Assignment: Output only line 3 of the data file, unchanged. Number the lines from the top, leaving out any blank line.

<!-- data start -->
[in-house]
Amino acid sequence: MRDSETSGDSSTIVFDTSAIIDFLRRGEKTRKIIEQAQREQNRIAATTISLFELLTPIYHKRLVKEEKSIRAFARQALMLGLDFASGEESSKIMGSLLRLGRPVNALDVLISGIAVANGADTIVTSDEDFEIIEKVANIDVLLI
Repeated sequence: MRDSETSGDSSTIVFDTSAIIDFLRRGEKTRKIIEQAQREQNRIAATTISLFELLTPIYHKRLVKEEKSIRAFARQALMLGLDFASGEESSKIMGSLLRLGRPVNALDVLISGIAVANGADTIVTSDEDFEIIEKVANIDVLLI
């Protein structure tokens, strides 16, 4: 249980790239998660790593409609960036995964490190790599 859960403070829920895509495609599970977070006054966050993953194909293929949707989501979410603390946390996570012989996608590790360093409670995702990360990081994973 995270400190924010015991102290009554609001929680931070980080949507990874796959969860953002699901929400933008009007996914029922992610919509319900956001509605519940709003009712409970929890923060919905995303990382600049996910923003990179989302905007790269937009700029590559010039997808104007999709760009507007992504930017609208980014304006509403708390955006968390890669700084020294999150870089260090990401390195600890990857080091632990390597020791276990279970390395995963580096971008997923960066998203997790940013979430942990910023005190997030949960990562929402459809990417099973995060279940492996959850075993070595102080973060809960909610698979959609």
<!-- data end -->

Repeated sequence: MRDSETSGDSSTIVFDTSAIIDFLRRGEKTRKIIEQAQREQNRIAATTISLFELLTPIYHKRLVKEEKSIRAFARQALMLGLDFASGEESSKIMGSLLRLGRPVNALDVLISGIAVANGADTIVTSDEDFEIIEKVANIDVLLI